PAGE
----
Three other Chinese companies — WeRide, AutoX and DiDi — logged tens of thousands of miles each in the most recent year for which data is available, through November 2022, according to state records. AutoX operated a grocery delivery pilot program in San Jose. WeRide, AutoX and DiDi did not respond to requests for comment.
Three others with activity during 2022 were QCraft, Apollo, which is affiliated with Baidu, and DeepRoute.ai, which all reported driving hundreds to thousands of miles. DeepRoute.ai stopped its testing in June 2022. Corine Chen, a spokesperson for DeepRoute.ai, said the company is now focused on working with vehicle manufacturers in China and does not have plans to resume testing in California. QCraft, which did not respond to a request for comment, no longer has a permit, according to the DMV.
Tony Peng, a spokesperson for Baidu’s Apollo, said the company’s “current operational focus is primarily in China as we offer our autonomous ride-hailing services across four Chinese cities at the moment.”
Of those seven companies, three have California DMV permits to test without a driver present: Apollo, AutoX and WeRide. The others must have a driver in the vehicle when testing.
Four more startups have permits from the California DMV but did not report activity during the most recent reporting period: Black Sesame, NIO, Pegasus Technology and XMotors. Representatives for those four companies did not respond to requests for comment.
Chinese autonomous vehicle companies have attracted scrutiny via U.S. court cases in recent years. In three separate cases, federal prosecutors charged three former Apple employees with stealing trade secrets to benefit rival Chinese autonomous-vehicle firms.
In 2018, a former Apple engineer, Xiaolang Zhang, was accused in federal court of taking trade secrets from Apple and then going to work at XMotors. He pleaded guilty in 2022 and is awaiting sentencing. XMotors said in 2018 that there was no indication Zhang turned over sensitive information from Apple to XMotors, Reuters reported. XMotors did not respond to a request for comment last week.
In 2019, federal agents accused a different former Apple engineer, Jizhong Chen, of stealing proprietary information about self-driving technology while applying to a “China-based autonomous vehicle company,” which U.S. authorities did not name. Chen has pleaded not guilty, and a pretrial hearing is scheduled for December.
And this year, former Apple employee Weibao Wang was charged with stealing self-driving trade secrets. Wang boarded a flight to China the night after U.S. federal agents searched his California residence, according to prosecutors. Wang has since worked as an executive at Jidu, a joint venture between Baidu and Chinese carmaker Geely, according to Reuters. A Baidu spokesperson said Monday that Wang was no longer working at Jidu.
Scrutiny of the companies heated up this summer in Washington. In July, a bipartisan group of four House members asked the Biden administration to launch an investigation into “the prevalence of these companies in our country and identify pathways to restricting their access and ability to operate here.” They noted that a federal tool to keep track of autonomous-vehicle testing was voluntary, and that none of the Chinese companies were participating in it.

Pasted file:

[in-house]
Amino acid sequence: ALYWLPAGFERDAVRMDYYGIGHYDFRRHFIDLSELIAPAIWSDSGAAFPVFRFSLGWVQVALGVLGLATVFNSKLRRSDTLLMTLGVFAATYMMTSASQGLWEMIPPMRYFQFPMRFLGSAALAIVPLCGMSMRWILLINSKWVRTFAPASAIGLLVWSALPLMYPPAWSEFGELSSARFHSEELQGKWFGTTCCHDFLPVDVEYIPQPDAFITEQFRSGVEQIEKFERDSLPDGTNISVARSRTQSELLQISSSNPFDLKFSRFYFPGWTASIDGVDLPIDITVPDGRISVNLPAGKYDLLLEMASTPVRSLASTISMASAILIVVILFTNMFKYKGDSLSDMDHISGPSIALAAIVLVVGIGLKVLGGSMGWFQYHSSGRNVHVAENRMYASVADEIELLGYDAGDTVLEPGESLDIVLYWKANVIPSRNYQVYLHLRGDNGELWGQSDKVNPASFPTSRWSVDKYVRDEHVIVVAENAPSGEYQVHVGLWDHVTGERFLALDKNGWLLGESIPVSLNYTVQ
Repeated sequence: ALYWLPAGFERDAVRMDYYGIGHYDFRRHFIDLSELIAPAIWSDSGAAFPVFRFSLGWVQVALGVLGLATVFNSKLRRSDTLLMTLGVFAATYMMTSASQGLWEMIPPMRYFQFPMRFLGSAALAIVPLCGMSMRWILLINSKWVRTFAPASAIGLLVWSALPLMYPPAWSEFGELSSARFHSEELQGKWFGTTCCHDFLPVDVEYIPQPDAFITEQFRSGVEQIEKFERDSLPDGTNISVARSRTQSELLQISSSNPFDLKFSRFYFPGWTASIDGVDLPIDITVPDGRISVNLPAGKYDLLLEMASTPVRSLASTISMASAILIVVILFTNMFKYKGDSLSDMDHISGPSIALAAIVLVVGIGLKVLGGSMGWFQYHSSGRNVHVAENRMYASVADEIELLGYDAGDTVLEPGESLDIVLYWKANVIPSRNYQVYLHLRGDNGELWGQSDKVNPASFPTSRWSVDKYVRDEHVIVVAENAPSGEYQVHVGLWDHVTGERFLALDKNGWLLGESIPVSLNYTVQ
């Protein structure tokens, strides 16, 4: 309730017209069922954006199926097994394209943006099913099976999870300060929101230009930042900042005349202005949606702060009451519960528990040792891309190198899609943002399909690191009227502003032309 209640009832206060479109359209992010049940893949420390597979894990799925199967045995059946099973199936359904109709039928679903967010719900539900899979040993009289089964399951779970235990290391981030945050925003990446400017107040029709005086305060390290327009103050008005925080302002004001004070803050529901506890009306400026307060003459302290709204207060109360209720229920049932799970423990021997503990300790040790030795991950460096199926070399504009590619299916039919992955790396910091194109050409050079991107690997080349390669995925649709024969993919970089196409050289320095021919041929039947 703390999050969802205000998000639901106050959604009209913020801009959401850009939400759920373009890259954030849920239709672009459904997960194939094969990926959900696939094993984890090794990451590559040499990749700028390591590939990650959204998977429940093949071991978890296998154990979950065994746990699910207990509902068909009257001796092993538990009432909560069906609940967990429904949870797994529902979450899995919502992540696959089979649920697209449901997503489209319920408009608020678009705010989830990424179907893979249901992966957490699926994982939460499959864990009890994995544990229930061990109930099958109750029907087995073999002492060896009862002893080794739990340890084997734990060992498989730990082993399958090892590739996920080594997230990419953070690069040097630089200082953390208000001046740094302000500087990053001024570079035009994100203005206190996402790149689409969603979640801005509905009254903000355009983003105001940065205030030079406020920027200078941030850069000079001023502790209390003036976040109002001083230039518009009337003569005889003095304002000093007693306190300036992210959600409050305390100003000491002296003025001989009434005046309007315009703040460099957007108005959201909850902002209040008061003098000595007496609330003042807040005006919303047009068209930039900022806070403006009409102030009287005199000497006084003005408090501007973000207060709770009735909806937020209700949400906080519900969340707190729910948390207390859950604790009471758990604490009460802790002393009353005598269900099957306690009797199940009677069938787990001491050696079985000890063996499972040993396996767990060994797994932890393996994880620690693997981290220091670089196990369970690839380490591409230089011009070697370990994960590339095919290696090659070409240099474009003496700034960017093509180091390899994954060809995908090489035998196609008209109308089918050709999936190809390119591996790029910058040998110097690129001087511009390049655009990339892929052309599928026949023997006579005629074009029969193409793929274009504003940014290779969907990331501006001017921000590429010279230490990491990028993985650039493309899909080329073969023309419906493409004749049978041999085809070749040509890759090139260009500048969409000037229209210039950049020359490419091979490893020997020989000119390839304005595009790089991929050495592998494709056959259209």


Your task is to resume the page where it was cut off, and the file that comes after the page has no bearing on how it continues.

“The massive amount of data being collected by these cars could give the CCP an unprecedented vantage point into the United States,” the lawmakers wrote, referring to the Chinese Communist Party. They also noted that the Chinese startups are operating with a degree of freedom not afforded to American rivals operating in China.
China has had similar security concerns about the U.S. automaker Tesla. In 2021, the Chinese military banned Tesla cars from entering its complexes, citing the vehicles’ cameras, Reuters reported. The following year, Tesla vehicles were temporarily barred from areas where Communist Party officials were meeting, according to Reuters. In August, Tesla issued a statement on the Weibo social media platform assuring Chinese users that their data is managed within the country, according to the Nikkei news service.
It’s not clear whether the Biden administration has agreed to the request for an investigation from lawmakers. The letter was addressed to the Commerce and Transportation departments, and spokespeople for those departments declined to comment this week.
Transportation Secretary Pete Buttigieg addressed the subject in an interview with Reuters in July, saying that he shared lawmakers’ concerns about Chinese self-driving car companies.
“Whether we are talking about hardware or software, in the same way there are concerns around telecom or TikTok, there are concerns around transportation technologies,” he said in the interview. He said the U.S. needed to understand the companies’ “true ownership.”
Matthew Guariglia, a senior policy analyst at the Electronic Frontier Foundation, a pro-privacy advocacy group, said that the concern about data collection is well-founded and that it applies similarly to U.S. tech companies that also are lightly regulated.
“If Chinese companies are collecting data in the U.S., that is a symptom of how lawless our data privacy protections are,” he said.
Philip Koopman, an associate professor at Carnegie Mellon University and an expert on autonomous-vehicle safety, said that similarly, concerns posed by lawmakers could apply to U.S. cars. He noted that virtually all modern cars and trucks can be controlled remotely and can receive over-the-air software updates, making them theoretical targets for a determined adversary.
“Saying that robotaxis present a unique threat to privacy and security is overstated,” he said.
David Ingram covers tech for NBC News.